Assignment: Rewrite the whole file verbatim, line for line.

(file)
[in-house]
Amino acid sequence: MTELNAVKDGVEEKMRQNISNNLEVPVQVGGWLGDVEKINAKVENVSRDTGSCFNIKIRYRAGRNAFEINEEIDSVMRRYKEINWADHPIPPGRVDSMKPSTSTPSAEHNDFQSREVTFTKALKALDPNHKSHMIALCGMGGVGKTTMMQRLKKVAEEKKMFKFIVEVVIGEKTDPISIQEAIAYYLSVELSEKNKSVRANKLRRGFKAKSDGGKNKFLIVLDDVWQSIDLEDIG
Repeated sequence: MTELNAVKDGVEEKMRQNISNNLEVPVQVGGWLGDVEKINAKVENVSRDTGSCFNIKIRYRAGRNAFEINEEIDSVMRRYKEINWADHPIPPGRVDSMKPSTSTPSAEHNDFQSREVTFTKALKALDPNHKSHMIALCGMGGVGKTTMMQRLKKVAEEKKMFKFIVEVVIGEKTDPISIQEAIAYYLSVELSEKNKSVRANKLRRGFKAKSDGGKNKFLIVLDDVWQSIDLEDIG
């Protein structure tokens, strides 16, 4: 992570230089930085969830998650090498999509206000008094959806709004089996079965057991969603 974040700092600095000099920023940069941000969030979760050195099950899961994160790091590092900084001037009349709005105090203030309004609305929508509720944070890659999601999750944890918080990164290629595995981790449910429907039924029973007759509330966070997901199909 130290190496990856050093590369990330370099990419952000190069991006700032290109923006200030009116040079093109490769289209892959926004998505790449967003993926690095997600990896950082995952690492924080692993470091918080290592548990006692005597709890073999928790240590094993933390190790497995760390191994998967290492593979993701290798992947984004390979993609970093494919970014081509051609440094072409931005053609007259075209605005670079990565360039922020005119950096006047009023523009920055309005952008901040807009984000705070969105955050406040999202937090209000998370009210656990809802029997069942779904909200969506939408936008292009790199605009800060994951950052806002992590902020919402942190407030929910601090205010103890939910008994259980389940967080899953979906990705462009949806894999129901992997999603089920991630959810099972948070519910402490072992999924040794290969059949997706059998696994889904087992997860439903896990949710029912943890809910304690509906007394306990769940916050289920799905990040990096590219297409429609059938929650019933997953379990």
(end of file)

[in-house]
Amino acid sequence: MTELNAVKDGVEEKMRQNISNNLEVPVQVGGWLGDVEKINAKVENVSRDTGSCFNIKIRYRAGRNAFEINEEIDSVMRRYKEINWADHPIPPGRVDSMKPSTSTPSAEHNDFQSREVTFTKALKALDPNHKSHMIALCGMGGVGKTTMMQRLKKVAEEKKMFKFIVEVVIGEKTDPISIQEAIAYYLSVELSEKNKSVRANKLRRGFKAKSDGGKNKFLIVLDDVWQSIDLEDIG
Repeated sequence: MTELNAVKDGVEEKMRQNISNNLEVPVQVGGWLGDVEKINAKVENVSRDTGSCFNIKIRYRAGRNAFEINEEIDSVMRRYKEINWADHPIPPGRVDSMKPSTSTPSAEHNDFQSREVTFTKALKALDPNHKSHMIALCGMGGVGKTTMMQRLKKVAEEKKMFKFIVEVVIGEKTDPISIQEAIAYYLSVELSEKNKSVRANKLRRGFKAKSDGGKNKFLIVLDDVWQSIDLEDIG
């Protein structure tokens, strides 16, 4: 992570230089930085969830998650090498999509206000008094959806709004089996079965057991969603 974040700092600095000099920023940069941000969030979760050195099950899961994160790091590092900084001037009349709005105090203030309004609305929508509720944070890659999601999750944890918080990164290629595995981790449910429907039924029973007759509330966070997901199909 130290190496990856050093590369990330370099990419952000190069991006700032290109923006200030009116040079093109490769289209892959926004998505790449967003993926690095997600990896950082995952690492924080692993470091918080290592548990006692005597709890073999928790240590094993933390190790497995760390191994998967290492593979993701290798992947984004390979993609970093494919970014081509051609440094072409931005053609007259075209605005670079990565360039922020005119950096006047009023523009920055309005952008901040807009984000705070969105955050406040999202937090209000998370009210656990809802029997069942779904909200969506939408936008292009790199605009800060994951950052806002992590902020919402942190407030929910601090205010103890939910008994259980389940967080899953979906990705462009949806894999129901992997999603089920991630959810099972948070519910402490072992999924040794290969059949997706059998696994889904087992997860439903896990949710029912943890809910304690509906007394306990769940916050289920799905990040990096590219297409429609059938929650019933997953379990």